Re:So? (1, Informative)

Anonymous Coward | about 4 years ago | (#32843202)

You do realize that the story is not about privacy concerns, or anything like that, right? It's solely discussing the availability of this optional program. It's all about the scientific aspects of it, not the moral aspects.

Admissions (2, Insightful)

snookerhog (1835110) | about 4 years ago | (#32843254)

It's not a privacy story yet, but when they start asking for DNA samples with your admission essays you can expect the discussion to heat up here.

Re:Admissions (3, Interesting)

alfredos (1694270) | about 4 years ago | (#32843446)

Why is it that whenever DNA analysis turns up in something other than a homicide case, it seems that most people automatically thinks privacy? Of course there can be privacy implications and of course these implications are important, but are those implications so negative to counter the benefits that could be obtained?

I, for one, would love to hear what they say about my saliva. Who knows, perhaps they would come up with something funny like I should have studied marketing or something.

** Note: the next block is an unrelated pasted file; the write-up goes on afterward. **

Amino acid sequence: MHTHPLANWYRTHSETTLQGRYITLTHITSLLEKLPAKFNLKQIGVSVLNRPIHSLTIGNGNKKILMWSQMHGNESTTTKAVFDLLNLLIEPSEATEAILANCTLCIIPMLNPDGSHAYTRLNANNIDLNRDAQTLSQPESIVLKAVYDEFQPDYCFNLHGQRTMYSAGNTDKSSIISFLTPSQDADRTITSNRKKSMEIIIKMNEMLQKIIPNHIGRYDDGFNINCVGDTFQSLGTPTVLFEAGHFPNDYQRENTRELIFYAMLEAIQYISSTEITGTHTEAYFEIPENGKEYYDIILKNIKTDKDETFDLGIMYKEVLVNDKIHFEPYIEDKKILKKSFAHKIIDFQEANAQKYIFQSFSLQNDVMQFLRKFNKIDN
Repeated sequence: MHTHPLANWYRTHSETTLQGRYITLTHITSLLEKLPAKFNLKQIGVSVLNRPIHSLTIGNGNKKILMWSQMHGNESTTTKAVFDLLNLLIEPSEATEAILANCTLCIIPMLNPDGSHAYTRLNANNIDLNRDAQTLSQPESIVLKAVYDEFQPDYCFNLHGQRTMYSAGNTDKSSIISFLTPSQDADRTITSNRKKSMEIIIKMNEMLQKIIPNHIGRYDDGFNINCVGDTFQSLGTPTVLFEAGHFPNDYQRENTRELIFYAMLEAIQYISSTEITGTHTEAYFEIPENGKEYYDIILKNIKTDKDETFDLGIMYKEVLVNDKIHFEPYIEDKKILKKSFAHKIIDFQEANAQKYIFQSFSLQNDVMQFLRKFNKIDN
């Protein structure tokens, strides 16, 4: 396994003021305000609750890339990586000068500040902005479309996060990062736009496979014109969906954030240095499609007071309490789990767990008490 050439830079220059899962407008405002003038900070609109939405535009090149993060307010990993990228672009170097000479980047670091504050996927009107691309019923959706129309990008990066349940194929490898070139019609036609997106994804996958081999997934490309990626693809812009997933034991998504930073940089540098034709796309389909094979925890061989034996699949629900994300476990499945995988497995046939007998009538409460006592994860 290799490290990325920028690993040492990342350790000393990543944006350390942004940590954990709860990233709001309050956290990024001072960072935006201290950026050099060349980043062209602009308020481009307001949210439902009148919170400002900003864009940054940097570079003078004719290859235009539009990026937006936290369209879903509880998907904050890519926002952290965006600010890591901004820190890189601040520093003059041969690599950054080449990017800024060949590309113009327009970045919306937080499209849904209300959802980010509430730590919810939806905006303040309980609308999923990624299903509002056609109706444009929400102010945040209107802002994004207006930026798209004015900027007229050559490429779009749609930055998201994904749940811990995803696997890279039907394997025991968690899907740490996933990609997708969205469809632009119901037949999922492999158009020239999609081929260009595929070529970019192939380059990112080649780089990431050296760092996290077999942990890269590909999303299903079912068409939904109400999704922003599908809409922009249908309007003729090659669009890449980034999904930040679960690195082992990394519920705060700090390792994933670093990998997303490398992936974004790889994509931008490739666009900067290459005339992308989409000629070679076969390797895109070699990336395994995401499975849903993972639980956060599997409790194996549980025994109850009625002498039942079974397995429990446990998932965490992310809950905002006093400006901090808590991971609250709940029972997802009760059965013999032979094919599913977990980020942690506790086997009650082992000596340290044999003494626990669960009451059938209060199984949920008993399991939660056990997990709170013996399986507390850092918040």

Re:Admissions (0)

Jurily (900488) | about 4 years ago | (#32843706)

but are those implications so negative to counter the benefits that could be obtained?

Yes, they are, because we don't even understand what those implications are yet. For all we know, your DNA could encode your weaknesses to advertising, your political inclinations, etc. That's on top of what we already know, of course.

And all those benefits, who will obtain them? Those who give out the information about themselves, or those who figure out what it means?

Re:Admissions (4, Interesting)

gstoddart (321705) | about 4 years ago | (#32843844)

Why is it that whenever DNA analysis turns up in something other than a homicide case, it seems that most people automatically thinks privacy?

Because every piece of information you voluntarily give away will inevitably end up in places you couldn't foresee, that's why.

You innocently give it to your school, and it ends up in a corporate database, or being used by the government in ways you didn't think of. The standard scenario is being denied insurance because you're predisposed to a certain illness and are therefore going to cost them money.

It's no different from all of the kids on Facebook who don't fully understand that if you broadcast everything, there can be unexpected backlashes. If you just freely hand over this kind of stuff, you have no idea of what could happen in the future.

Perhaps the most important thing is to start applying some critical reasoning to the information we give out every day, and ponder what might happen in the future. What happens when your DNA becomes mandatory?? It starts seeming like the dystopian future we've all been hoping wouldn't happen.